Fighting the habit: crack and cocaine

by Amy Kingsley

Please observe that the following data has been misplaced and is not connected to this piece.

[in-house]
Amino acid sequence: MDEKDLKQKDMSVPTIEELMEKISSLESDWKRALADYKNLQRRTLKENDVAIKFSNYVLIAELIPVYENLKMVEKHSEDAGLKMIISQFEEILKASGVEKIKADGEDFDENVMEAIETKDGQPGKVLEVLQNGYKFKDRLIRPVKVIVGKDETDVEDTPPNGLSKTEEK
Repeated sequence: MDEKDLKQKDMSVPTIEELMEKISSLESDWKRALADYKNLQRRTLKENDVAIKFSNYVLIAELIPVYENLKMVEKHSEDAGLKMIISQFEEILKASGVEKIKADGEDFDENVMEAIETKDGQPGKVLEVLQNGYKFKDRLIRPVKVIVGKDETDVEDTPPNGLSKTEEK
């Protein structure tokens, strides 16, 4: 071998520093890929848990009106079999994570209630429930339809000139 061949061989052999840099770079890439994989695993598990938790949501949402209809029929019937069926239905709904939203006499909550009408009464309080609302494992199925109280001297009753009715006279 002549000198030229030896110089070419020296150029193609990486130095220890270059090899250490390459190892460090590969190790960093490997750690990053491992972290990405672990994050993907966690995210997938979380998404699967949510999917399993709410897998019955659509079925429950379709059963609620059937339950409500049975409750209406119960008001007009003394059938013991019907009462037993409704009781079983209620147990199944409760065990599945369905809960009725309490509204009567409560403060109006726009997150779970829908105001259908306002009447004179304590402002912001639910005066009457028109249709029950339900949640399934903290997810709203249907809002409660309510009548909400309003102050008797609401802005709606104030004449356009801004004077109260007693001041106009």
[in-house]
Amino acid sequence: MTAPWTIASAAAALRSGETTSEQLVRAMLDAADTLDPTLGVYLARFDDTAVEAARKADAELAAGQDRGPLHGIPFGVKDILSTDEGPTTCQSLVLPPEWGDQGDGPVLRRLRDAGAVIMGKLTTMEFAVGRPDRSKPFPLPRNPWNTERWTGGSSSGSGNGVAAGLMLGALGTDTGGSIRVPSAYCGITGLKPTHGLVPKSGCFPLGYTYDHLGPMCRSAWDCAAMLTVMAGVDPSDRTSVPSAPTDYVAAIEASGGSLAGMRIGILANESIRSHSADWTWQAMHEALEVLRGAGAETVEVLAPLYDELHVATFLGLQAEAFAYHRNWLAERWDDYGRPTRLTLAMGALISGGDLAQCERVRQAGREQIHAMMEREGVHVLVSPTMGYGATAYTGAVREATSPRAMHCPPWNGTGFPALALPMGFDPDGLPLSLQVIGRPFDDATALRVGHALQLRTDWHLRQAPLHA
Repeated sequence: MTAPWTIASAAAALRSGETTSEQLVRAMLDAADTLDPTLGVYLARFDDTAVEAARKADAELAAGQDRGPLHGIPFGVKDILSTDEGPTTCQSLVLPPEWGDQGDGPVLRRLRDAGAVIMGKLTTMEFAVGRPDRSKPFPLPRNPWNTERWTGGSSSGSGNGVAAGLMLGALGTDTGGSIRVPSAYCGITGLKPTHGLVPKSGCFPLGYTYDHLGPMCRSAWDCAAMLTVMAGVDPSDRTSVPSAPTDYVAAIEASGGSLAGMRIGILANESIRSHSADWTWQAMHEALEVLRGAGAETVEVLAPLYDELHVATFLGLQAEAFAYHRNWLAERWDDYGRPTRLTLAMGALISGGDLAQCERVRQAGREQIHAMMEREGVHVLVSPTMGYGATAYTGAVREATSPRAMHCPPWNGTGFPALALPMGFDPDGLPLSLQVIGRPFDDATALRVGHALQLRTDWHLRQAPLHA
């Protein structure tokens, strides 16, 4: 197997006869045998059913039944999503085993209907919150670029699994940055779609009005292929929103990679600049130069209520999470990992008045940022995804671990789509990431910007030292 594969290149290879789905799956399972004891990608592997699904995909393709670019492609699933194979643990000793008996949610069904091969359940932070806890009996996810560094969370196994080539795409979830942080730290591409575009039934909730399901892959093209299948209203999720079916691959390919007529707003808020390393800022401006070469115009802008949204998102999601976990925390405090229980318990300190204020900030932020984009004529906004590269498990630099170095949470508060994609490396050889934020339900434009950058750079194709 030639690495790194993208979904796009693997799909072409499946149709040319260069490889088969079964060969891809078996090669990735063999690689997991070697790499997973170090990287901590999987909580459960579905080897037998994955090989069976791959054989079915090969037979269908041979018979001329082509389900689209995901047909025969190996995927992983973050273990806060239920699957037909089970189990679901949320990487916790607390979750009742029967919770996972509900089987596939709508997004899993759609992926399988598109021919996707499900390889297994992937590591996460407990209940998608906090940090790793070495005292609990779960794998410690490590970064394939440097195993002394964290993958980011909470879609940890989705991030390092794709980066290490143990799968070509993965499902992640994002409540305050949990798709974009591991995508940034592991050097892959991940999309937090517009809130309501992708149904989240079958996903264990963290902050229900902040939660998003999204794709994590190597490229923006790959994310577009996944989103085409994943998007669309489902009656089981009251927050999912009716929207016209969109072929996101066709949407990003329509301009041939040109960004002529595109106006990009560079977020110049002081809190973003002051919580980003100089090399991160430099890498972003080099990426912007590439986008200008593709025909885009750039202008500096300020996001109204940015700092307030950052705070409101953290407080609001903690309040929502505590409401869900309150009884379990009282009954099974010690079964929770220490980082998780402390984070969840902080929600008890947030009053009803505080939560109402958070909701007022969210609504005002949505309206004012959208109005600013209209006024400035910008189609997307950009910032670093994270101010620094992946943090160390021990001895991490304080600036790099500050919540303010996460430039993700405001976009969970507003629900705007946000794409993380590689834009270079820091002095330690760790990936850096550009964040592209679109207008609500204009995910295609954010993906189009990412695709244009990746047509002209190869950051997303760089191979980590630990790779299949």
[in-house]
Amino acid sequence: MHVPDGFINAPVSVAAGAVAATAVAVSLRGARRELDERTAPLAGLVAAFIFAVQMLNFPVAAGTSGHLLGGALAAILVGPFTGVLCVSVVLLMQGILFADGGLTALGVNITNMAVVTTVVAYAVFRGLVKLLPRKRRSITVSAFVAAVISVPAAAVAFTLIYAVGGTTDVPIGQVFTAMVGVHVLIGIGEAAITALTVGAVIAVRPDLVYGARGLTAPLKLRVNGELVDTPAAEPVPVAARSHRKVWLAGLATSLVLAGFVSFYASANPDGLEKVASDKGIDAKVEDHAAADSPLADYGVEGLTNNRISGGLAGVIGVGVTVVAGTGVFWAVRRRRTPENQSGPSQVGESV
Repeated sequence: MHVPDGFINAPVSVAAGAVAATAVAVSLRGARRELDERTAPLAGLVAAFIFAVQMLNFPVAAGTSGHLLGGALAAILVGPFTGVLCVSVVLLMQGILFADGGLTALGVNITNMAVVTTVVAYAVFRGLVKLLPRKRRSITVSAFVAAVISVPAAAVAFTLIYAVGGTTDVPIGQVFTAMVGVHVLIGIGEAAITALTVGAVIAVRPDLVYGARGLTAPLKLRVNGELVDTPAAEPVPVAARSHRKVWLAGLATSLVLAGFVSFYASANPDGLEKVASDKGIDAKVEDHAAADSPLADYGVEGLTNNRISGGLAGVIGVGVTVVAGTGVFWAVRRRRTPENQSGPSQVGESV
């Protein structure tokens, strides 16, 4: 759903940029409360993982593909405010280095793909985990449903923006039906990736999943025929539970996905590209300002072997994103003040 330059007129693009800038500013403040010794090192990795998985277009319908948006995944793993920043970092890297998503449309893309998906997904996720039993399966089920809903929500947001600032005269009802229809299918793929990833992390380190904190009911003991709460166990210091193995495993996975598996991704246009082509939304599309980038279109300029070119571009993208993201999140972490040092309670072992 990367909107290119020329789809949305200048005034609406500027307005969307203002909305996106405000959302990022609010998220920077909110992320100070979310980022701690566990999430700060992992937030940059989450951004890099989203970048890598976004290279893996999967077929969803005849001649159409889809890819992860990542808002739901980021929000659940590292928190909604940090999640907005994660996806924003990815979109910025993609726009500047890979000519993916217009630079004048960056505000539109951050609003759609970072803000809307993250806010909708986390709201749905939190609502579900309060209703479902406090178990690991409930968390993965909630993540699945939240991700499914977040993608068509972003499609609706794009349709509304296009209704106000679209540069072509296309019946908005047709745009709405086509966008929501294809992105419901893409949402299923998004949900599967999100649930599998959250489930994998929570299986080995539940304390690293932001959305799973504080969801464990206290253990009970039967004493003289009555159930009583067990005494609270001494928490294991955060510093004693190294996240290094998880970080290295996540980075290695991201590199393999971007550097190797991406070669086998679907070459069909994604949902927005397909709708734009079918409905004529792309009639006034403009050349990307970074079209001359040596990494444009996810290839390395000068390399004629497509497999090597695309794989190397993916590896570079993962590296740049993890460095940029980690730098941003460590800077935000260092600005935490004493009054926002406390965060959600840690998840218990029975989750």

Hers is a small house on a busy street crammed with Xerox copies and troubles. It’s a single story structure with a wooden ramp leading from the gravel drive to the front door. Gnarled trees frame a picture window and obscure a peaked, shingled roof. This is Susan Mills’ home. The one she shares with her mother, son and at least three indoor cats. Last week, she sat inside the house, on her couch, and leafed through a pile of papers. “I’m looking for the letter from the guy about sentencing,” she said. “This is an article in the paper from last August. And this is a trigger list my son wrote.” Most public officials and journalists in town are familiar with Mills – she’s earned a reputation as a crusader against the scourge of crack cocaine. A printout of Greensboro City Council members peaked out from under the pile of electronic correspondence, media clippings, academic papers, legal documents and treatment brochures. “I spent thirty dollars at Home Depot,” she said. The money paid for a frenzy of copying to make information packets for the League of Women Voters. The group has waded into the debate over whether to expand the house arrest program, and Mills is gathering information she hopes will convince them to oppose it. Taking crack addicts out of jails would only allow them to use more and commit more crimes, she said. “Everything is related to crack,” she said. “Not just drugs, but crack.” This is a refrain for Mills, who stumbled into her advocacy role when a loved one became dependent on crack. It is usually followed by, “this isn’t just my thing.” Mills didn’t want to specify her relationship with the addict. She will tell you that crack is the root of almost all that ails Guilford County. Go to an HIV clinic, she said, and ask how many patients are addicts. Spend a day in a courtroom and see the way drugs clog up the judicial system. You know that motel murder? She waved a newspaper clipping. That was crack. “Nobody loans their car to the dealer for powder cocaine,” she said. “Only crack addicts do that.” Mills has her partisans. Brenda Smith-Williams, director of DREAMS Drug Treatment Facility, said the community should be taking a harder look at the drug. “Look at all the systems it has interrupted,” Smith-Williams said. “It’s interrupted the court system, the healthcare system, the education system and the family system.” Smith-Williams receives an average of 25 phone calls a day on a number she set up as a crack hotline. DREAMS consists of eight residential beds and daily outpatient activities. It opened on April 15, and Smith-Williams estimated that only two of the 40-odd patients she has treated abused something other than crack. Mills and Smith-Williams, despite their politicking, have run up against establishment resistance. When Mills served on the Substance Abuse Task Force, she lobbied to put crack at the top of the agenda. Another member, Sarah Graham, protested on the grounds that alcohol abuse was more widespread, dedicating extra resources to crack meant there would be fewer for other drugs. Mills and Smith-Williams see something more sinister. Crack cocaine is associated with minorities and the poor, Smith-Williams said. And the success rates for treatment – which a lot of government funding is based on – is bad. Smith-Williams first encountered crack during her first drug-treatment job, when she worked as an interventionist for pregnant women addicted to drugs and alcohol. That was in the late 1980s, around the same time the term “crack baby” was popularized. Both women will tell you crack is different, that its addictive qualities cause it to fuel all sorts of social ills. “With crack, little things that would not normally be looked upon as triggers become them,” Smith-Williams said. “For an alcoholic, a twenty-dollar bill is a twenty-dollar bill is a twenty-dollar bill. If I’m a crack addict, twenty dollars represents what I need to buy crack.” Some crack users smoke using crushed cans, so the sight of a can on the ground can trigger a craving, Mill said. Another thing about crack that makes it so hard to beat is that it’s tough to find the money for inpatient treatment. Addicts of heroin and alcohol suffer physical withdrawal that requires medical supervision. Medicaid and insurance funds will pay for the bed since it’s a medical necessity. It’s difficult to withdraw from cocaine, treatment professionals say, but it won’t kill you. Even so, crack addicts need residential treatment just to separate themselves from a world of triggers. “To think about treating a crack addicted person as an outpatient…” Smith-Williams said. “Knowing that all those everyday things are triggers. The first thing you need to do is separate or segregate the person from the triggers.” When Mills ran a support group in Florida for families of crack addicts, she said she heard the same stories over and over again. Addicts couldn’t stay clean, and they couldn’t find decent inpatient treatment. One girl who hadn’t used for seven years had to stop her anti-drug activism because she started dreaming about smoking, Mills said. “You don’t have warning signs that a crack user is going to relapse like you do with an alcoholic,” she said. “With a crack user, they can be walking to a meeting with their parole officer, but if they see something that reminds them of using, they’ll smoke crack.” What addicts need, she said, is a program like Triangle Residential Options for Substance Abuse, or TROSA, a two-year inpatient program in Durham for people with a history of substance abuse. Smith-William’s DREAMS program, which provides 30 days of residential care, is a start, she said. Mills first met Smith-Williams when the latter worked as a counselor at Caring Services in High Point. Smith-Williams treated Mills’ loved one, who said she was the best counselor he’d ever had. Evelyn Taylor is another of Mills’ allies. Mills had just moved back to Greensboro from Florida when she met Taylor, who was battling drug dealers at Morningside Homes. In Florida, Mills’ crusade against crack rubbed some drug dealers the wrong way; one jumped on the hood of her car in displeasure. She saw a kindred spirit in Taylor. “There was a tree on the corner we called the ‘drug tree,'” Taylor said. “Teenagers started doing marijuana there in the late seventies. In the eighties it moved to crack.” Now she lives far from her old neighborhood, in a ritzier side of town. The drugs aren’t out in the open over there, but she’s sure there are addicts behind closed doors. “It’s not just young people that are using but old people too,” Taylor said. “We got old men in their forties and fifties using crack.” Mills’ loved one was clean for several months before he relapsed the last time. He went to the Coliseum Inn, she said, used crack, sold his car and walked to Chapel Hill. She still talks to him and makes sure he takes an herbal supplement for his obsessive-compulsive disorder. But she doesn’t know if he’ll ever come back to Greensboro or how long he’ll stay clean. So she stays in Greensboro and dispatches letters to the editor. After all, there’s only so much she can do.